Republican National Chairman Ed Gillespie said “80% of the tax relief for upper income filers goes to small businesses.” That’s untrue – and a classic example of a statistical distortion gone amok.
Political junkies tuning into the most recent Democratic candidates debate Dec. 9 in Durham, NH should not believe all that they heard.
A new liberal group is running a TV ad in Iowa attacking Howard Dean for his record on gun control. The ad says Dean was endorsed repeatedly by the National Rifle Association for governor of Vermont — which is true. Dean’s position has shifted a bit since then, however.
An anti-tax group started running an attack ad Thursday Dec. 4 in Iowa and New Hampshire saying “Howard Dean says he’ll raise taxes on the average family by more than nineteen hundred dollars a year.” Dean calls the ad “false,” but we find it is mostly right.
In my 33 years of covering Washington and national politics, I’ve had some of the best jobs in American journalism — including the development of “adwatch” and “factcheck” stories for CNN. And with the launch today of FactCheck.org I hope to continue my professional lucky streak. This is going to be a fun job — and somebody has to do it.
There already have been lots of dubious factual claims and outright falsehoods tossed around in the Presidential campaign: Howard Dean falsely claiming that most middle-class taxpayers got no tax cut,
In what it called the first salvo in a $10-million advertising campaign aimed at defeating President Bush, the liberal group MoveOn.org released a TV ad that is misleading on several counts. It falsely implies that tax cuts failed to create jobs, falsely implies that the economy is still losing jobs, and exaggerates the severity of an historically mild economic downturn.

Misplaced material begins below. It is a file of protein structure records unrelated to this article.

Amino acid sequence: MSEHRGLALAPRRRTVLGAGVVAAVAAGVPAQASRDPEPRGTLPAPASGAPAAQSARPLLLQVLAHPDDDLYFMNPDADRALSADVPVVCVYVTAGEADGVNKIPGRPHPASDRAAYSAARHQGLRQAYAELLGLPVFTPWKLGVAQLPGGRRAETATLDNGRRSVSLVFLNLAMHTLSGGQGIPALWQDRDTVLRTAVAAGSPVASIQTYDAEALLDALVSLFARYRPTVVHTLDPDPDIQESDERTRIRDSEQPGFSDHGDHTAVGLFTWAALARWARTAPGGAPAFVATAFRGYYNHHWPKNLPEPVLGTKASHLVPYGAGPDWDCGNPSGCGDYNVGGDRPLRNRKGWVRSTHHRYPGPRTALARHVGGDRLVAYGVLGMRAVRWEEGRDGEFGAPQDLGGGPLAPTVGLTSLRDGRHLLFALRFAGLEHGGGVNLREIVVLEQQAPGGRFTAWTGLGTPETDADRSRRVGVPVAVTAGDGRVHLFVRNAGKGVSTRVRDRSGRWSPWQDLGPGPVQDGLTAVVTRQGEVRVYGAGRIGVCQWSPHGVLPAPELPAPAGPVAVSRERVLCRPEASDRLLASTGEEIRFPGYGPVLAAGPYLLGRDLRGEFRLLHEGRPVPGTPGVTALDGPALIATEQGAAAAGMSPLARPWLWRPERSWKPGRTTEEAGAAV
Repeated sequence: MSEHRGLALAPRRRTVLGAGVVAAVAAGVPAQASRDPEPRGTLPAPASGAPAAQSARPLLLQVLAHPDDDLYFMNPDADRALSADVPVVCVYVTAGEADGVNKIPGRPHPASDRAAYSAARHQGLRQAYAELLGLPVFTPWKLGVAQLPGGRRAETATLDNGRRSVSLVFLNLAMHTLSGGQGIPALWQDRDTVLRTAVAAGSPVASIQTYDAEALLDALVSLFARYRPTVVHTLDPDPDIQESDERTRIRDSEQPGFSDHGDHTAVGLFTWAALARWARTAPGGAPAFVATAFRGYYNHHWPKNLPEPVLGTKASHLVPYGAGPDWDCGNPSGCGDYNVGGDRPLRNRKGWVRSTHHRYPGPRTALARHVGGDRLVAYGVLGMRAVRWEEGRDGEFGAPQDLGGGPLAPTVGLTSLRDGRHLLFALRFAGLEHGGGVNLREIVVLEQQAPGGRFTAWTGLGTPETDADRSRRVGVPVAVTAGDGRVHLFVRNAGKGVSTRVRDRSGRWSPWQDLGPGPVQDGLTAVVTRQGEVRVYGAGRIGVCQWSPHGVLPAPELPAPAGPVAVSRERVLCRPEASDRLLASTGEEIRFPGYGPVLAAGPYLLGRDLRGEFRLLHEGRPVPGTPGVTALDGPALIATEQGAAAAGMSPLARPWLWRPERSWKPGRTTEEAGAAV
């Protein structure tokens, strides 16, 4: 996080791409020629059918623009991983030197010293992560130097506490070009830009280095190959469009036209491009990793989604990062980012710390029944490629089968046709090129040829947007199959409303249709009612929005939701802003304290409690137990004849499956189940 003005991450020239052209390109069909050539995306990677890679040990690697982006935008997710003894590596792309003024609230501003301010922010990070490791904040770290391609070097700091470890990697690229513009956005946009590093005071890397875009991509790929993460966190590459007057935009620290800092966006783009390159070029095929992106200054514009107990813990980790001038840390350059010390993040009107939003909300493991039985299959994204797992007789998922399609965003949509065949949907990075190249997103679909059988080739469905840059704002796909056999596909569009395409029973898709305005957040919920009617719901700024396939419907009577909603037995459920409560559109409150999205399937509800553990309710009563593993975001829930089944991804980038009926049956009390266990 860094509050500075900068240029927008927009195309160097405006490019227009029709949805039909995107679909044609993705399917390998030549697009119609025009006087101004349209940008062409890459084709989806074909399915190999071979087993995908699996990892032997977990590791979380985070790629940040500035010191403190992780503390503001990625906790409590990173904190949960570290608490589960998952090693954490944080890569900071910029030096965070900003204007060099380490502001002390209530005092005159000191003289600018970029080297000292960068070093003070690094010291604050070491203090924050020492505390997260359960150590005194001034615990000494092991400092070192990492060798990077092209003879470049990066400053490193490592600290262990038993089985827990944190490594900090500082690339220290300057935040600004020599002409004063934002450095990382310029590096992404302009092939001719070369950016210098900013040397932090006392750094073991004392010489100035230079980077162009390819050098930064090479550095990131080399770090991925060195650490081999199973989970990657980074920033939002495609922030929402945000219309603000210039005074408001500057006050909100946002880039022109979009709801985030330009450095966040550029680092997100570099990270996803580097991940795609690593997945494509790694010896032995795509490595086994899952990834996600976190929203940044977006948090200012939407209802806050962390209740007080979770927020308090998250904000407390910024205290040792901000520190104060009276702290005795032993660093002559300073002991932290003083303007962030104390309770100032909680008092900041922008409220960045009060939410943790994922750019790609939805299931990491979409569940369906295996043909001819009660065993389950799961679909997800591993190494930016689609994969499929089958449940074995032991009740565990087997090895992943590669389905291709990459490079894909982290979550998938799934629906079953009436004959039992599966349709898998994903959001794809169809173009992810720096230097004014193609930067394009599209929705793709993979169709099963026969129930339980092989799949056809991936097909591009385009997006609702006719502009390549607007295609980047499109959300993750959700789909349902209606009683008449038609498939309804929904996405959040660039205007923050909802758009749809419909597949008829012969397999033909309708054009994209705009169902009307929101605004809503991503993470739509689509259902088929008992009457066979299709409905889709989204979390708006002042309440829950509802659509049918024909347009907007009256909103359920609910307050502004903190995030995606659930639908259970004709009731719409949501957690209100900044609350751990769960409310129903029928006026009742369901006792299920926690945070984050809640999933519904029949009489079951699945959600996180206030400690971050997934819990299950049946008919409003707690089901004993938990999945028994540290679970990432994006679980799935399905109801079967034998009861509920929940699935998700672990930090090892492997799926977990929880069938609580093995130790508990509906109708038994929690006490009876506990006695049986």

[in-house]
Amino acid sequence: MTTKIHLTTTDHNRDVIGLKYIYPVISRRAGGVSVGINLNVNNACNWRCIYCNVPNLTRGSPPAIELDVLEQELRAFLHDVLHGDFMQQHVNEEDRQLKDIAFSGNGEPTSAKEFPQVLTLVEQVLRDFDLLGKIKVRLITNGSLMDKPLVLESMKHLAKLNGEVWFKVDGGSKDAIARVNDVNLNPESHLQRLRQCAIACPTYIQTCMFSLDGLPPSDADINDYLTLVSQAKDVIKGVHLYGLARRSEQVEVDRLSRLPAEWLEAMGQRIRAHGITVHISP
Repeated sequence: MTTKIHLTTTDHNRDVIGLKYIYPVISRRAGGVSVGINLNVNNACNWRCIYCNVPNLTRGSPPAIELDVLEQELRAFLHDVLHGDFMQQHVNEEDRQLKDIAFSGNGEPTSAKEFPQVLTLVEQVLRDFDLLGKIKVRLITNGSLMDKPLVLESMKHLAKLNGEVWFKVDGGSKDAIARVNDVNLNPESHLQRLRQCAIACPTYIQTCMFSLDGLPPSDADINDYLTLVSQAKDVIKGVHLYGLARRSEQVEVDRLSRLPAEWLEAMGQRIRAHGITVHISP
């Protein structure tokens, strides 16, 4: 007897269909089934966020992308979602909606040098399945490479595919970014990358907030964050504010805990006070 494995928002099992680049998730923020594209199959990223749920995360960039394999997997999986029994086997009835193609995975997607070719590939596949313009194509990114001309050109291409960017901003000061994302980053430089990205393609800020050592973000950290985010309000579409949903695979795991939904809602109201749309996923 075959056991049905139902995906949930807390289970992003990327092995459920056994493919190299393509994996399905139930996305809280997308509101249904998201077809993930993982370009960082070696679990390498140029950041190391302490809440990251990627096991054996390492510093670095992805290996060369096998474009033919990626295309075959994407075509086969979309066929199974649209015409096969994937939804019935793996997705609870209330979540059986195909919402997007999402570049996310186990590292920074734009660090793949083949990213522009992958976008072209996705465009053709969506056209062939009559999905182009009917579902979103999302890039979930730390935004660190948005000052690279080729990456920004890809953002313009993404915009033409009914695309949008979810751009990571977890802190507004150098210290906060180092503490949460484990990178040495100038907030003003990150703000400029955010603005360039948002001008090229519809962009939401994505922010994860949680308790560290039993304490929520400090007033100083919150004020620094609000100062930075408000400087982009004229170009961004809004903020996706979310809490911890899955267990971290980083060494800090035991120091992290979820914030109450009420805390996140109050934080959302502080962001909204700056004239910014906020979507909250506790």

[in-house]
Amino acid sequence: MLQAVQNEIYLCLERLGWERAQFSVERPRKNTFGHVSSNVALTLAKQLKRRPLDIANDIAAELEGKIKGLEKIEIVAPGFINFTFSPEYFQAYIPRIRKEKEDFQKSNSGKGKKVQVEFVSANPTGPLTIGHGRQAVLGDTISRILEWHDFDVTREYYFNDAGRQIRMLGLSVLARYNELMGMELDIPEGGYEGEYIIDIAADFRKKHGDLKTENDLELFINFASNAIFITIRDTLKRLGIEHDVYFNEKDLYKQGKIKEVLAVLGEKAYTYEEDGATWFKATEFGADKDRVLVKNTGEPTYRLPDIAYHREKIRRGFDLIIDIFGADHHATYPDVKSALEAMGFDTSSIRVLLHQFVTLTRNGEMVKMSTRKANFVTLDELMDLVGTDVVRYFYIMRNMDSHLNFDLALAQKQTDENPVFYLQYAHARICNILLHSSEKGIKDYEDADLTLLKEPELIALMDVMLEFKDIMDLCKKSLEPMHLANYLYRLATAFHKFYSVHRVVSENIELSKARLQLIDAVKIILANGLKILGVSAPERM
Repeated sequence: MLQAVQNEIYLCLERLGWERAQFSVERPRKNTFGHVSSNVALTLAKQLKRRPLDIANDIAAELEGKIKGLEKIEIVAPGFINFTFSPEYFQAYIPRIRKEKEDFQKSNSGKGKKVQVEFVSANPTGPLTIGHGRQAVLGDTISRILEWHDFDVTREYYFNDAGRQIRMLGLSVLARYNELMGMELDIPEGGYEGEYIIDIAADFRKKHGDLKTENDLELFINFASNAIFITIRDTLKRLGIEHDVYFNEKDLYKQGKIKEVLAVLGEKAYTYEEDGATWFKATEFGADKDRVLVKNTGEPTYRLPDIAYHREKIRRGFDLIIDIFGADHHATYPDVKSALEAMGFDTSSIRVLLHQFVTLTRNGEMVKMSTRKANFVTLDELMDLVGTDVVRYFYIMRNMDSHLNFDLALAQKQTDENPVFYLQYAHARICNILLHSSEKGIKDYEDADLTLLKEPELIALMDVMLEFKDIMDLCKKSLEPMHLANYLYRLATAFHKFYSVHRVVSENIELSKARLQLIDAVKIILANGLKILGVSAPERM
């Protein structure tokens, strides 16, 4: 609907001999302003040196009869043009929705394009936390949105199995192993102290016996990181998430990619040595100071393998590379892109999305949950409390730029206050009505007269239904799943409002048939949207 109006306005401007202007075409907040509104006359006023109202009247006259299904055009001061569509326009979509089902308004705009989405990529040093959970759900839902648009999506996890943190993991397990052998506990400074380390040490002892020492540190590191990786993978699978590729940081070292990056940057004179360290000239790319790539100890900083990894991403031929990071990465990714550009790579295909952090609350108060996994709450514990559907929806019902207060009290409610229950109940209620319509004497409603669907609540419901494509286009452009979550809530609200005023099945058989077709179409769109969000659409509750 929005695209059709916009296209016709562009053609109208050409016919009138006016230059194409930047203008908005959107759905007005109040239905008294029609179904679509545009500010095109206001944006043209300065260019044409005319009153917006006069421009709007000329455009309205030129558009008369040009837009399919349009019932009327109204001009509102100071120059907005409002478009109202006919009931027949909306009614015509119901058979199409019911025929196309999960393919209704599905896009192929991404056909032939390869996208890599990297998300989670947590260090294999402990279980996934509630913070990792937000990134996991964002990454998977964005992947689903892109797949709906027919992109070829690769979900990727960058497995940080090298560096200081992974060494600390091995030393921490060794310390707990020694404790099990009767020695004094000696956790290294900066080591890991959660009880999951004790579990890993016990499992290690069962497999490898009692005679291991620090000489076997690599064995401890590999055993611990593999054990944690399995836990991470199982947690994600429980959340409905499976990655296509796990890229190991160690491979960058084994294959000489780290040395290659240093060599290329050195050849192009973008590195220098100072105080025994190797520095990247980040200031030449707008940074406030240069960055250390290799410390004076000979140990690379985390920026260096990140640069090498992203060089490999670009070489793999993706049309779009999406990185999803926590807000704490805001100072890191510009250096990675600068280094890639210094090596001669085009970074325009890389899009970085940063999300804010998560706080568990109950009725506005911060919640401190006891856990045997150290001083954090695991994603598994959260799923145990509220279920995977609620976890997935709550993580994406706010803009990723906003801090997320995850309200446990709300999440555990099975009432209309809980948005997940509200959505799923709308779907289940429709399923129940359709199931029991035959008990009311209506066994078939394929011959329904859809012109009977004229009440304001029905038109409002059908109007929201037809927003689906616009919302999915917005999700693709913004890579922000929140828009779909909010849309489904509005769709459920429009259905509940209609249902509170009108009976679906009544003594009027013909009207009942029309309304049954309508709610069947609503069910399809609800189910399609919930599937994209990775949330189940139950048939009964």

In a TV ad supporting the President the Republican National Committee went four words too far, not-very-subtly implying that Democrats who have criticized him are something close to traitors.
John Edwards’ latest TV ad leaves the impression that multimillionaires pay lower tax rates than salaried government workers or secretaries. While that can be true sometimes it is not usually the case.
In September the Census Bureau issued its annual figures on income and poverty, and to nobody’s surprise poverty rose and U.S. median income went down in 2002. On the same day, however, the Republican staff of the Joint Economic Committee issued a news release claiming that after-tax income went up – and citing Census figures.
Howard Dean got his facts wrong on two counts Sept. 4 during the Democratic candidates’ debate in New Mexico when he said most middle-class people never got a tax cut from George Bush, and when he implied that the average cut was only $100.